Sesame Workshop, the nonprofit offshoot of the long-running children's program "Sesame Street," launched the powerful new initiative, which was designed with the help of psychologists, the same week that the nation was rocked by the deadliest mass shooting in modern U.S. history.
The initiative includes materials for parents, caregivers and social workers, as well as video elements featuring the beloved "Sesame Street" Muppets demonstrating the simple exercises to help children to feel safe and cope with the traumatic and stressful experiences.
A new analysis of the 2016 National Survey of Children’s Health that was released today found that nearly half of all American children under age 18 have had at least one Adverse Childhood Experience (ACE).
While traumatic experiences cannot always be prevented, the new material from "Sesame Street," released entirely online, aims to help prevent childhood trauma from defining a person's life and lessen the adverse effects of it.
“As much as we would like to wrap our arms around our children and try to keep anything bad from getting through, it’s unrealistic that we have that ability," Robin Gurwitch, a member of the National Child Traumatic Stress Network, told ABC News earlier this week in the wake of the Las Vegas mass shooting, which resulted in the deaths of 58 people and injured hundreds more.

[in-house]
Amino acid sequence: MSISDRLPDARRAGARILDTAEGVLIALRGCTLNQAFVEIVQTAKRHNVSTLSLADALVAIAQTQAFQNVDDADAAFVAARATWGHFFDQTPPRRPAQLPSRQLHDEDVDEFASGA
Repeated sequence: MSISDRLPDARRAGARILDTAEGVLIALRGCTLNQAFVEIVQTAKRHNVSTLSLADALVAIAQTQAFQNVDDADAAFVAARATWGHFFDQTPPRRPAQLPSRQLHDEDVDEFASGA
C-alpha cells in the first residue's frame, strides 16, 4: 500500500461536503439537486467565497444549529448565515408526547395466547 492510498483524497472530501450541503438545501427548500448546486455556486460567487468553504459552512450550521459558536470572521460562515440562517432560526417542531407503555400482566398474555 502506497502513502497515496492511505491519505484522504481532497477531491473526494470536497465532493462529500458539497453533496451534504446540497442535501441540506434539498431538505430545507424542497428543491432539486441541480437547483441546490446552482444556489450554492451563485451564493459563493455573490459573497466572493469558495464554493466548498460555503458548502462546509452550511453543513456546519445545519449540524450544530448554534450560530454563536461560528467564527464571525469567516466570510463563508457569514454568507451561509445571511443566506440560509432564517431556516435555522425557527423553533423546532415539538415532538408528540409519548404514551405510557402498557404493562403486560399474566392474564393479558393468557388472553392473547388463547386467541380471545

Sherrie Westin, an executive at Sesame Workshop, said she felt called to launch the program “given how few resources there are for young children dealing with traumatic experiences.”
"Sesame Street" characters are also in a unique position to help children cope with trauma, Westin added in a statement, because “'Sesame Street' has always been a source of comfort to children dealing with very difficult circumstances.”
"We know how damaging childhood trauma can be to a child’s health and wellbeing," Dr. Richard Besser, the president and CEO of the Robert Wood Johnson Foundation, which helped fund the initiative said in a statement.
Besser, a former ABC News medical correspondent, added that the new initiative "provides tools to help children cope with life’s most difficult challenges."
The 'Sesame Street' Muppets teach children how to cope with stress and trauma:
How to imagine a safe place for yourself
How to give yourself a hug
How to calm yourself down with simple counting and breathing exercises
How to build self confidence
How to slow down and settle down when you feel anxious
How to let your feelings out when you feel angry
How to create a space where you feel safe
ABC News' Katie Kindelan contributed to this report